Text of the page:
A Coroners inquest was held on the body, when the jury returned a verdict of "wilful murder" against some person or person's unknown.

The decease's son, who is suspected of having committed this horrible crime, is supposed to have destroyed himself in the woods.
It has since been ascertained, we regret to say, beyond a doubt, that the murderer of the unfortunate gentleman is no other than his third son, Richard Dadd, a fine young man, 24 years of age, and that he committed the act whilst labouring under aberration of intellect. He was an artist of some celebrity, and has gained several prizes at the Royal Academy for his superior productions.

(Further particulars.) Cobham, Friday, 7 p.m.

The excitement produced by the late shocking murder of Mr. Robert Dadd by his son, on Monday night, and Cobham Park, the seat of the Earl of Darnley, has not in the least diminished, and the village ever since, and its adjacent retreats, have presented a most animated scene, from the crowds which flocked from all parts of the country in order to inspect that part of this most beautiful park where the horrid tragedy was performed, and also to make inquiries as to whether the unhappy murderer had been captured. Respecting the latter, not remotest tidings have been obtained, and the general supposition that he has destroyed himself in some of the neighbouring woods gains credence.

From subsequent circumstances it is very evident that he premeditated the murder of his father, as a knife and razor were quite new. During Sunday nothing was observed strange and his demeanour; but on Monday he insisted upon his father accompanying him to Cobham. It was the wish of the father to go to the Rosherville Gardens Gravesend, but his answer was, "No, we will go to Cobham," and it is said he would disburden his mind to him. They left London by the 1 o'clock Gravesend steamboat, and landed at the Town Pier, when they walked up High Street to the stand where they engaged a fly.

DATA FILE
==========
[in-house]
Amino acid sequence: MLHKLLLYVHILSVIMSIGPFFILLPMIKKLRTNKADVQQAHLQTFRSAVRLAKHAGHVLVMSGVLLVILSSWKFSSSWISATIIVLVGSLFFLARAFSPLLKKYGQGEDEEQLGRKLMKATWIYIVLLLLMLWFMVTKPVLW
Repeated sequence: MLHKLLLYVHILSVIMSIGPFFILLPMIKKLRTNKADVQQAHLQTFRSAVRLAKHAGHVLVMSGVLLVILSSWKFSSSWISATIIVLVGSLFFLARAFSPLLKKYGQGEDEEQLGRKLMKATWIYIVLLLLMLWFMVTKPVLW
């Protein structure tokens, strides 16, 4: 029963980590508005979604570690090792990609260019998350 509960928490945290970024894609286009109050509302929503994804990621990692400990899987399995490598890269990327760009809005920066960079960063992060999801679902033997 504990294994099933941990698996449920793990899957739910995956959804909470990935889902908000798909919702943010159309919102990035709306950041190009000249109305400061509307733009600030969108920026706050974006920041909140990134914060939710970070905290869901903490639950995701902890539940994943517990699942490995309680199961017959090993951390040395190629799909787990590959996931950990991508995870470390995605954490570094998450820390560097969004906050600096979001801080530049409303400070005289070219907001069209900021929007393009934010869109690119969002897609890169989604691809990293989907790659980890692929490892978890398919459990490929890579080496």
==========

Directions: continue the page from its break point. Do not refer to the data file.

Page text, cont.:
Maidstone Telegraph - Saturday 11 October 1862.

Shorne. Found Drouned.

Last week it was stated as a bundle of clothes, supposed to belong to a man drowned while bathing, was found at the side of the river at Shorne. Subsequently the body of a man of dark complexion, middle-age, and medium height, in a state of nudity, was found washed Ashore in the parish of Higham. An inquest was held on Wednesday, at the "Ship Inn," Higham, before T. Hills, Esq., coroner, the jury returned a verdict of "Found drowned."

(I am assuming the above refers to this pub. Paul Skelton.)



GARDINER Matthew 1847+

APPS Thomas 1851-58+ (age 37 in 1851Census)

APPS Cordelia 1861+ (age 45 in 1861Census)

APPS Henry William 1881+ (age 41 in 1881Census)

Last pub licensee had FISKE Alfred 1899-1903+ (widow age 59 in 1901Census) Kelly's 1903

FOWLES George Bradshaw 1913-18+

TRENT Leslie J 1934-38+


Kelly's 1903From the Kelly's Directory 1903



If anyone should have any further information, or indeed any pictures or photographs of the above licensed premises, please email:-